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John Roethel
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In my opinion, §101 lists the categories that are eligible for patenting. Expressio unius est exclusio alterius. I also agree with Federico that "anything under the sun that is made by man" that falls within these categories is eligible for patenting. Notwithstanding §282, equity would seem to require that there must be some way (either a litigation defense or a PTO challenge process) to invalidate patent claims that have been granted covering subject matter that is not eligible for patenting. Just as a probate court does not have the authority to conduct a criminal felony trial, the PTO does not have the authority (subject matter jurisdiction) to grant patent claims that fall outside of the categories of §101.
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Professor Kane also notes that the decision reaffirms the non-statutory principle that "discovery does not equal invention." Curiously, the grant of power to Congress in the Constitution uses "discovery" rather than "invention."
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"Monsanto sells, and allows other companies to sell, Roundup Ready soybean seeds to growers who assent to a special licensing agreement." Is the outcome different without the special licensing agreement?
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Makes sense to me. If the applicant has discovered that there is ONE specie that works and the applicant also knows that the other species do not work, then any claims covering an invention beyond that one specie should be invalid. This seems equivalent to a US rejection under §101 for lacking utility.
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Here is the public policy argument: If you can assert this claim against a device switch that has a 600% change in resistance, shouldn't you have to show that your disclosure taught a PHOSITA how to make a device switch that has a 600% change in resistance, without undue expermentation?
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I'd be most appreciative if someone smarter than I would explain what is meant by "the degree of relationship between the claim term and the interpretation of the claim term's construction."
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Maybe the D.Ct. Judge should sign up for your class.
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Good example. I had a patent issued to a client where all the drawings were the wrong drawings. PTO would not republish the patent, but it was kind enough to issue a CofC.
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@Ned: It is sad that the adverb has died: He putts terrible. It is sad that the subjective pronoun has died: Me and Joe went to the store. Joe is older than me. It is also sad that the correct spelling of supersede is on life support. Must be hard to grade the LSAT these days.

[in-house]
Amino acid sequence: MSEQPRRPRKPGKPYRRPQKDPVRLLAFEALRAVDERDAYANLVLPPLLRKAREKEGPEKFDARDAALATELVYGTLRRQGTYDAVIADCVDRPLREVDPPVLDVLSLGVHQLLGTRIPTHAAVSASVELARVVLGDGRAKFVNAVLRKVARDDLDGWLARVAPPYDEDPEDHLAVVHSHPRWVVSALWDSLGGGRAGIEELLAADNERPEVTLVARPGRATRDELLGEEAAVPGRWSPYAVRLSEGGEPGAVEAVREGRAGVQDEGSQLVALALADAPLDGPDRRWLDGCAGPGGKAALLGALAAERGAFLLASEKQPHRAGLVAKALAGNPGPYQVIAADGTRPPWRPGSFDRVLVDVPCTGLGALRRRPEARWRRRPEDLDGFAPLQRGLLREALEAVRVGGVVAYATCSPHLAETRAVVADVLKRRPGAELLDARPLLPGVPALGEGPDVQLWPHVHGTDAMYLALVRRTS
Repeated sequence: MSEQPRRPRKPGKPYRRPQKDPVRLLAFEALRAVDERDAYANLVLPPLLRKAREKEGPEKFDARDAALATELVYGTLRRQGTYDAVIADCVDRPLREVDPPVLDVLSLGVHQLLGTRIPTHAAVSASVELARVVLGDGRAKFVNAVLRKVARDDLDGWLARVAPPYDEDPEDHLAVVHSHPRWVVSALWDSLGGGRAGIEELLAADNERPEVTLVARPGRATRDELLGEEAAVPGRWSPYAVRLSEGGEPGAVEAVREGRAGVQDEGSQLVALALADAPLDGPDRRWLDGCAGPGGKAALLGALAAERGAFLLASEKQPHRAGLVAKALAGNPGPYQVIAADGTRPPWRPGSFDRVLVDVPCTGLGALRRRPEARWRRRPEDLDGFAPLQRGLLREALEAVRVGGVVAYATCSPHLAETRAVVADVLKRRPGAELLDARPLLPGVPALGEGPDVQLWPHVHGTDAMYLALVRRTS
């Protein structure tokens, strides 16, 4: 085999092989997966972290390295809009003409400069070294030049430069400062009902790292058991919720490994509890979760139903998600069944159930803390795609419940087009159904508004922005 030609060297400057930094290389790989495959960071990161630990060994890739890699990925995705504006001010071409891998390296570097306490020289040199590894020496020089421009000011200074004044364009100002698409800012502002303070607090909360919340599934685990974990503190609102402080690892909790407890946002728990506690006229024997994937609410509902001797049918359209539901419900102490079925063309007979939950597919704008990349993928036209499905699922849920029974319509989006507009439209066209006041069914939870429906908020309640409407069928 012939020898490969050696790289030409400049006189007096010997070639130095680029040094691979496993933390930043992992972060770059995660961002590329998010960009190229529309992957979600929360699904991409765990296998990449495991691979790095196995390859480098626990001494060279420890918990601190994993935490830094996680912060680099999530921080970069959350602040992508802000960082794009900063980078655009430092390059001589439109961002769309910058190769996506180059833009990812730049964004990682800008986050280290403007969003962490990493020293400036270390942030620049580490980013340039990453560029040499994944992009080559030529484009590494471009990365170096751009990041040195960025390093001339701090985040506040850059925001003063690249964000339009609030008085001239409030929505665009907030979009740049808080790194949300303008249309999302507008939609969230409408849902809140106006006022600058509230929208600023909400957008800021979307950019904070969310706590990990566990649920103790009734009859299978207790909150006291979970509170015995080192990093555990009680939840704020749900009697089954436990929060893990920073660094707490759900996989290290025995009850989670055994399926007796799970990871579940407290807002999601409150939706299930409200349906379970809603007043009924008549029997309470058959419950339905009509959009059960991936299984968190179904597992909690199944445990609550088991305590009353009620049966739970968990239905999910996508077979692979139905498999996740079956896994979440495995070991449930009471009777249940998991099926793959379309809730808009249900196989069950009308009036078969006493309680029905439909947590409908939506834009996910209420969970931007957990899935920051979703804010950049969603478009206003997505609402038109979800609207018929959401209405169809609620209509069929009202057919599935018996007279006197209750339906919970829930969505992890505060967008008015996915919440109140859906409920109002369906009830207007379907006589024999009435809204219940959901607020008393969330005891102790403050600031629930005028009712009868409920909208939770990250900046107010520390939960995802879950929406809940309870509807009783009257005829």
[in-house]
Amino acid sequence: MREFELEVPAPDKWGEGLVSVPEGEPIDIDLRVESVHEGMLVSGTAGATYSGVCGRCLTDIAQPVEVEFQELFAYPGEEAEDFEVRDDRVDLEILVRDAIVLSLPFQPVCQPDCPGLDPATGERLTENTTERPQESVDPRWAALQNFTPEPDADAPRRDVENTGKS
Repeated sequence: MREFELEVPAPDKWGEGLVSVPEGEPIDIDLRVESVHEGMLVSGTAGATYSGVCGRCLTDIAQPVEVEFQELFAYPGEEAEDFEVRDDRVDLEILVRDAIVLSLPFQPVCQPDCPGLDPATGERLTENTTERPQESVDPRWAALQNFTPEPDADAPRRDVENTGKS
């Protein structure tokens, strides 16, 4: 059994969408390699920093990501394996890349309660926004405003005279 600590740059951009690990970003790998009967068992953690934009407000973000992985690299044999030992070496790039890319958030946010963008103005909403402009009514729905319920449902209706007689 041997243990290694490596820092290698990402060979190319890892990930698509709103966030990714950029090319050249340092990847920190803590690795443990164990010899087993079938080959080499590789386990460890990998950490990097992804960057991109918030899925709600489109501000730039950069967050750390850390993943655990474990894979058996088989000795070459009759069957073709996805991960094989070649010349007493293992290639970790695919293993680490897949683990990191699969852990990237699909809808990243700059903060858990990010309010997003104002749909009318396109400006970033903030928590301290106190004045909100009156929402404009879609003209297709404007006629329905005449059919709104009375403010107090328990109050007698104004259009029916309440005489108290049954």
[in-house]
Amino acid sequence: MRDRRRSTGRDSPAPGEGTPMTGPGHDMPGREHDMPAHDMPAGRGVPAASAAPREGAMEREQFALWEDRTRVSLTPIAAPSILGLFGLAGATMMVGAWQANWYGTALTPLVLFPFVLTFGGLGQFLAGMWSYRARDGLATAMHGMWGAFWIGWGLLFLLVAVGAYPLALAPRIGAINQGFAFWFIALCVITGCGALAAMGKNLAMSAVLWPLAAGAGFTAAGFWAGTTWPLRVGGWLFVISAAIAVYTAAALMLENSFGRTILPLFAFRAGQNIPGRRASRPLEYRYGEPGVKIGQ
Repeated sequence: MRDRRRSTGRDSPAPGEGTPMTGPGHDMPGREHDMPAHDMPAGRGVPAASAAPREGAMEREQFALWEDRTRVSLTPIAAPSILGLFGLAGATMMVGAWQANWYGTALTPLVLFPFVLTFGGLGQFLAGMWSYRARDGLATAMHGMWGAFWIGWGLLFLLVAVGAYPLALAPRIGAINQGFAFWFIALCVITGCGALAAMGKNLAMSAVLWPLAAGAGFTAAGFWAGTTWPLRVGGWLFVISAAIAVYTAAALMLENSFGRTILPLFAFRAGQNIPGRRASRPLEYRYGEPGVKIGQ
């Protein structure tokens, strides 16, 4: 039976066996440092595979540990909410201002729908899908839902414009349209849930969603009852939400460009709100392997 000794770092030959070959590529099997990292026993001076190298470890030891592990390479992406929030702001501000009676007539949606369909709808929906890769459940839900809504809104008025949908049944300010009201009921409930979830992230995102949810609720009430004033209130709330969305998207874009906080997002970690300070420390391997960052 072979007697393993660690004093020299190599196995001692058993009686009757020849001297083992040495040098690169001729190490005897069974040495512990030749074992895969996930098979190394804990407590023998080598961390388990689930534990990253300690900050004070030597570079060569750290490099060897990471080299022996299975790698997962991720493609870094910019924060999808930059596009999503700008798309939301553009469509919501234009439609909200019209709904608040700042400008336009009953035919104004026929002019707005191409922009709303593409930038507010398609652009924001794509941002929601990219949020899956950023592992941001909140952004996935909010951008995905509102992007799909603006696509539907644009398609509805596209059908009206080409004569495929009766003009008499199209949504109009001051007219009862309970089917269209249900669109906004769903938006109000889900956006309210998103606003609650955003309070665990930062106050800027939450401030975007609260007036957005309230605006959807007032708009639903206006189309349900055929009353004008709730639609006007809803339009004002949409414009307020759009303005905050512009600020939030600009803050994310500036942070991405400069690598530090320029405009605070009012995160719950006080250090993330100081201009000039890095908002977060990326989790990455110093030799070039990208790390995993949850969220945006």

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I tried to concoct an example that was easy enough to stimulate some discussion, even from us mechanical guys. If I were king, I think I'd write the patent statute to make my example ineligible. However, under the statute as written and interpreted by SCOTUS, I don't see a straightforward way to reject the proposed claim. It seems to me that the proposed method only applies a law of nature, but does not claim the law of nature, per se.
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the intracies of posting truncated my thoughts and your reply preempted my edit. I continue: A method of determining direction comprising: placing a magnetic needle on a surface of a pool of water and determing the direction which the needle points. The requirements of 102 and 103 would then follow based on the scope and content of the prior art.
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It would be helpful in the SC would define "law of nature." Just as it would have been helpful if the SC had defined "abstract idea." Presumably, the fact that certain metals are magnetic is a law of nature. And the fact that one of the poles of a magnet points North is a law of nature. But I would submit that the following claim is patent eligible: A method of determining direction comprising:
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TypePad HTML Email @TF: Thanks JER From: TypePad
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Please help out an old guy struggling to keep up: What is the WL in the case citation? Where can I find these decisions online so I can read them? Thanks